Jindel said the authority needs “to set a goal and say, ‘This is the target,' and give it to the airlines. They're not going to create a hub; that's not going to happen, but they need more nonstops to the West Coast.”

In December, the airport offered nonstop service on 149 average daily departures to 37 destinations — down from 600 daily flights to 110 destinations in the early 2000s.

Passenger numbers have declined since 20 million people, mostly on connections, passed through the airport in 2001. The 9/11 terror attacks hobbled air travel. US Airways ditched Pittsburgh as a hub three years later, cutting many coveted non-stop destinations.

The drop continued through 2013, when fewer than 7.9 million passengers used the airport, the lowest level since 1975.

That may be changing. Acting Executive Director Jim Gill this month announced the sixth consecutive month of increased passenger traffic, gains not recorded since 2010. Year-to-date traffic through October was up 1.6 percent from 2013.

“Our financial picture hasn't been better,” Gill said. “Passenger flights aren't where they were, but with (gas) drilling there's opportunity for more air service.”

Cecil-based Consol Energy Inc. agreed to pay the airport $46.3 million in advance payments and an estimated $450 million in royalties over 20 years for the right to drill for natural gas under the airport's nearly 9,000 acres. Drilling began in July. Analysts have said the deal might exceed expectations.

GATE FEES HIGH BUT FALLING

The airport, owned by the county and operated by the authority, opened in 1992, designed largely to accommodate US Airways' needs.

Having the airport built originally as a hub is an advantage, Gill said.

“If we built it today, would we have 75 gates? Probably not. But the fact that it's not full is a gigantic competitive advantage. As our costs go down, many other airports will be facing capital expansion projects where their costs will be going up.”

Airport revenue is generated from fees charged to airlines, rental space, and parking and concession payments.

The authority's 2015 budget projects that, on average, airlines will spend $12.90 in fees per passenger to operate, compared with the $14.66 airlines paid at the start of 2013.

The average for all U.S. airports is $8.34, and for mid-sized airports similar to Pittsburgh the average is $7.60, according to Moody's.

That number falls as more passengers choose to fly and the airport cuts rates.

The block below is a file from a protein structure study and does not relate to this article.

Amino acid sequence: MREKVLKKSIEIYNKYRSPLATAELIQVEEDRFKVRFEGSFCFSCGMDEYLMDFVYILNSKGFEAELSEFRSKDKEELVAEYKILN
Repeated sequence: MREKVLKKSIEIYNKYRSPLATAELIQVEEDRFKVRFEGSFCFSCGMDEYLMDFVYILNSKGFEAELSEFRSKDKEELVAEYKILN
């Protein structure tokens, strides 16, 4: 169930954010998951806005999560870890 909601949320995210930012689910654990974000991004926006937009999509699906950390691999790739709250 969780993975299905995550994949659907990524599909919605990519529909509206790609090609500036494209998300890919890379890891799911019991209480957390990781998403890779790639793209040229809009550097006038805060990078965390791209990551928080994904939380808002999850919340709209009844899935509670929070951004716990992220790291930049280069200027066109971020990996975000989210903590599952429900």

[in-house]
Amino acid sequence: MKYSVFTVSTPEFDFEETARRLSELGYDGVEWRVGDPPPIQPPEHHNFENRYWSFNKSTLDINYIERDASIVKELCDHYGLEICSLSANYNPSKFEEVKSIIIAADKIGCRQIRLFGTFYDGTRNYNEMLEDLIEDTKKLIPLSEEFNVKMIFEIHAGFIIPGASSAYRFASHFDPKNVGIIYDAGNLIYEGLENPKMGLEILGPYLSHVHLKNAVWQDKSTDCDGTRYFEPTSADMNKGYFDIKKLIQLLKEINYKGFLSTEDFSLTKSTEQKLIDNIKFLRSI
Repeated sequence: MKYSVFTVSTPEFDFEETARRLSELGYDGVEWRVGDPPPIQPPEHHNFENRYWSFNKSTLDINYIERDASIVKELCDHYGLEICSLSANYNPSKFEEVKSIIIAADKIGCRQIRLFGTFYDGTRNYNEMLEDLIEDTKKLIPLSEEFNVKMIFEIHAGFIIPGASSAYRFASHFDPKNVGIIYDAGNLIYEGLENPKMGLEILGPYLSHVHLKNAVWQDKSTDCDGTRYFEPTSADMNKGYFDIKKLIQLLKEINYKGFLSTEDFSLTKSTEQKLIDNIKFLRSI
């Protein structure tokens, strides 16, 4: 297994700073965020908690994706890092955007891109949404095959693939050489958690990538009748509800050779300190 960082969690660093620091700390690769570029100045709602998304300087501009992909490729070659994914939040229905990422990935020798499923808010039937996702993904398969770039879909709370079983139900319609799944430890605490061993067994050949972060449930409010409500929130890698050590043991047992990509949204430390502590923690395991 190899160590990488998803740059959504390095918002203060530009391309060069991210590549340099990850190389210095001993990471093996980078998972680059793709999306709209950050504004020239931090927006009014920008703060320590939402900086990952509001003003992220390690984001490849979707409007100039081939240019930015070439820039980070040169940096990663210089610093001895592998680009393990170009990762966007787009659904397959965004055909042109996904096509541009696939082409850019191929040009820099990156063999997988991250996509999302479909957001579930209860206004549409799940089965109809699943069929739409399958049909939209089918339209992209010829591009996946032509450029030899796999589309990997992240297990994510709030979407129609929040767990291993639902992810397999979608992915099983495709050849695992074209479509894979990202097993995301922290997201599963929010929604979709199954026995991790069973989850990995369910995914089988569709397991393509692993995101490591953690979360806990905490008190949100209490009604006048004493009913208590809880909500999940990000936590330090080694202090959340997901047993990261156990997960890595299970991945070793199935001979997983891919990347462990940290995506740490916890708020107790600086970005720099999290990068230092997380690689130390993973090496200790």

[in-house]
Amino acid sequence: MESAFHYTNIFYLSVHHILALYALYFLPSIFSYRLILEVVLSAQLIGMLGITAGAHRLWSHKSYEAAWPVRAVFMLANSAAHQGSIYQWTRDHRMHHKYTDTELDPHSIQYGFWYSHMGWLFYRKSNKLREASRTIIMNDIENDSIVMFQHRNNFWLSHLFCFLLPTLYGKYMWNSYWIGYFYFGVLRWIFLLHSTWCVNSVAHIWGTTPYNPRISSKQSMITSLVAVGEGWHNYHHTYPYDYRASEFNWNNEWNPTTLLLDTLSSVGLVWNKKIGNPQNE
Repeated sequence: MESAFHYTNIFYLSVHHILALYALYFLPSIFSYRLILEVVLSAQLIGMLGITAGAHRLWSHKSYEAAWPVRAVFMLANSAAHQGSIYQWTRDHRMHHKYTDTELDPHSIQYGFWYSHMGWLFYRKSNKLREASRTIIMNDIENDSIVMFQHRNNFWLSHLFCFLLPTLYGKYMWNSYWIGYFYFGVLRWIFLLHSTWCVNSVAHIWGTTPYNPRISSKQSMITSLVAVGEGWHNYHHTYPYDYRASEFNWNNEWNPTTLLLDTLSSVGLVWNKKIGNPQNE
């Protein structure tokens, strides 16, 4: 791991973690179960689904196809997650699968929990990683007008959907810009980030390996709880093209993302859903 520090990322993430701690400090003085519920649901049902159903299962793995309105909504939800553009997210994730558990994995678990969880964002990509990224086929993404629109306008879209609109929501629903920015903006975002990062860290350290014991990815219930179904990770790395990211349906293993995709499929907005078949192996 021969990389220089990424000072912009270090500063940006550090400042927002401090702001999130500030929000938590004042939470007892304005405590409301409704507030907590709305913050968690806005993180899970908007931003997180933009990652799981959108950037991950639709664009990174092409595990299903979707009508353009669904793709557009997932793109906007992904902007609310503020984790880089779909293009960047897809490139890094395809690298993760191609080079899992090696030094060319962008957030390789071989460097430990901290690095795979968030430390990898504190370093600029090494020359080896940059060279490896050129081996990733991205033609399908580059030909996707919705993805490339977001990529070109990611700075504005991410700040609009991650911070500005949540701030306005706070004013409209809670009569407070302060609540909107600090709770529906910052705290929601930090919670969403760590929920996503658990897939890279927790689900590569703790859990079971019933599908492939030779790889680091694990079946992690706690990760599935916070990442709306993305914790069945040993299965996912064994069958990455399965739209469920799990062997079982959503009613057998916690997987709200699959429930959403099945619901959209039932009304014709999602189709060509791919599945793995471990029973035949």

The Airport Authority will spend at least $24 million of Consol's upfront money during the next five years to lower airline fees.

“They need to get it down to $10,” Jindel said.

Jindel has criticized the airport for employing about the same number of people — about 460 — as it did during its heyday as a US Airways hub, and for spending money on amenities such as restroom renovations. The airport could cut up to 10 percent in employment costs to save money, he contends.

Gill defends employment levels, saying employees assumed duties in the past decade that airlines once handled, such as maintenance and repair of the baggage system and jet bridges that carry passengers between planes and the terminal.

MARKET DICTATES GROWTH

The authority will factor Consol's upfront payment into budgets over five years. Royalty payments could start in late 2015 or 2016.

On the other side of the balance sheet, the airport's debt is dwindling.

By May 2018, a major chunk of debt incurred to build the airport will be retired, freeing up about $40 million a year.

Frank Gamrat, a senior research associate with Allegheny Institute for Public Policy in Castle Shannon, praised the Airport Authority for retiring debt and lowering costs. But he cautioned against celebrating the minor uptick in passengers in 2014.

“The thing that surprised me the most is that they've managed to bring down the debt,” said Gamrat. “It will still be a low year (for passengers).”

Although costs are a key component to attracting flights, demand is the largest factor. If an airline decides to add a route in Pittsburgh, it has to make more money than it did on the previous route the planes were flying elsewhere, airline officials said.